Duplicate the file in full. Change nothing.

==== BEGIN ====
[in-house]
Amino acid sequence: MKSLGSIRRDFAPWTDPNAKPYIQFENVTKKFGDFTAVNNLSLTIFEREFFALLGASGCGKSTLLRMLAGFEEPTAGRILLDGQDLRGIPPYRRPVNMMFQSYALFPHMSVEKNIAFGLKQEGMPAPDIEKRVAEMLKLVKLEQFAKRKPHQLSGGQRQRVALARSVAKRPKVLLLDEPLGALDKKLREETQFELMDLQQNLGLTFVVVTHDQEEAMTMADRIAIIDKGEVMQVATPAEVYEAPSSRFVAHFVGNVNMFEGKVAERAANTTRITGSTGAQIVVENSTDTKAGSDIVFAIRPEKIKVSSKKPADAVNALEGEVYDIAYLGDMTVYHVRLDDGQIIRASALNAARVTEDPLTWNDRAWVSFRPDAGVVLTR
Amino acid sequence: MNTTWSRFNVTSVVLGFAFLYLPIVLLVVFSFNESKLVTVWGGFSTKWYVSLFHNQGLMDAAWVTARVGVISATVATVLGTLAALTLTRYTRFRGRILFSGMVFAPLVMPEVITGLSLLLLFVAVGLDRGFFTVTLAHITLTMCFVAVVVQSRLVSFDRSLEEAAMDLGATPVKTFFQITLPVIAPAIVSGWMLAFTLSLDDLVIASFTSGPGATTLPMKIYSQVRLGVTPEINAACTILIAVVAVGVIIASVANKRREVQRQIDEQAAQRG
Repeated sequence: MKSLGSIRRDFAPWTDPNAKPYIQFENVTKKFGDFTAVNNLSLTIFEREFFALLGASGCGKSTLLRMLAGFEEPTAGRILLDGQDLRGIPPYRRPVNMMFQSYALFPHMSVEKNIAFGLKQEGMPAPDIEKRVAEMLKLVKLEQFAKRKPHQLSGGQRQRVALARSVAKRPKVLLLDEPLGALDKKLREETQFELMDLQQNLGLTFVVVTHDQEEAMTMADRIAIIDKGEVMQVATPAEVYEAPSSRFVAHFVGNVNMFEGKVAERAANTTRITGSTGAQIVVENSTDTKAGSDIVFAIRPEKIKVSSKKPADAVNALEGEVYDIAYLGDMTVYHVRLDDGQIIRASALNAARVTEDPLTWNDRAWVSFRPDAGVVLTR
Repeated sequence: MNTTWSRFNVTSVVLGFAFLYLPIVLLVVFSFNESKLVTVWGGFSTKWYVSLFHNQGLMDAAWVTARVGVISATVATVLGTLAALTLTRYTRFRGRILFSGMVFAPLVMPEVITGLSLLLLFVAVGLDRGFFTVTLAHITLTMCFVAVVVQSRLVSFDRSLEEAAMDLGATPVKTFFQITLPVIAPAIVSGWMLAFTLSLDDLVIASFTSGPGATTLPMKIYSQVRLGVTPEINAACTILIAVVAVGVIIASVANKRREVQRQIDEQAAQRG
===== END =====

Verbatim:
[in-house]
Amino acid sequence: MKSLGSIRRDFAPWTDPNAKPYIQFENVTKKFGDFTAVNNLSLTIFEREFFALLGASGCGKSTLLRMLAGFEEPTAGRILLDGQDLRGIPPYRRPVNMMFQSYALFPHMSVEKNIAFGLKQEGMPAPDIEKRVAEMLKLVKLEQFAKRKPHQLSGGQRQRVALARSVAKRPKVLLLDEPLGALDKKLREETQFELMDLQQNLGLTFVVVTHDQEEAMTMADRIAIIDKGEVMQVATPAEVYEAPSSRFVAHFVGNVNMFEGKVAERAANTTRITGSTGAQIVVENSTDTKAGSDIVFAIRPEKIKVSSKKPADAVNALEGEVYDIAYLGDMTVYHVRLDDGQIIRASALNAARVTEDPLTWNDRAWVSFRPDAGVVLTR
Amino acid sequence: MNTTWSRFNVTSVVLGFAFLYLPIVLLVVFSFNESKLVTVWGGFSTKWYVSLFHNQGLMDAAWVTARVGVISATVATVLGTLAALTLTRYTRFRGRILFSGMVFAPLVMPEVITGLSLLLLFVAVGLDRGFFTVTLAHITLTMCFVAVVVQSRLVSFDRSLEEAAMDLGATPVKTFFQITLPVIAPAIVSGWMLAFTLSLDDLVIASFTSGPGATTLPMKIYSQVRLGVTPEINAACTILIAVVAVGVIIASVANKRREVQRQIDEQAAQRG
Repeated sequence: MKSLGSIRRDFAPWTDPNAKPYIQFENVTKKFGDFTAVNNLSLTIFEREFFALLGASGCGKSTLLRMLAGFEEPTAGRILLDGQDLRGIPPYRRPVNMMFQSYALFPHMSVEKNIAFGLKQEGMPAPDIEKRVAEMLKLVKLEQFAKRKPHQLSGGQRQRVALARSVAKRPKVLLLDEPLGALDKKLREETQFELMDLQQNLGLTFVVVTHDQEEAMTMADRIAIIDKGEVMQVATPAEVYEAPSSRFVAHFVGNVNMFEGKVAERAANTTRITGSTGAQIVVENSTDTKAGSDIVFAIRPEKIKVSSKKPADAVNALEGEVYDIAYLGDMTVYHVRLDDGQIIRASALNAARVTEDPLTWNDRAWVSFRPDAGVVLTR
Repeated sequence: MNTTWSRFNVTSVVLGFAFLYLPIVLLVVFSFNESKLVTVWGGFSTKWYVSLFHNQGLMDAAWVTARVGVISATVATVLGTLAALTLTRYTRFRGRILFSGMVFAPLVMPEVITGLSLLLLFVAVGLDRGFFTVTLAHITLTMCFVAVVVQSRLVSFDRSLEEAAMDLGATPVKTFFQITLPVIAPAIVSGWMLAFTLSLDDLVIASFTSGPGATTLPMKIYSQVRLGVTPEINAACTILIAVVAVGVIIASVANKRREVQRQIDEQAAQRG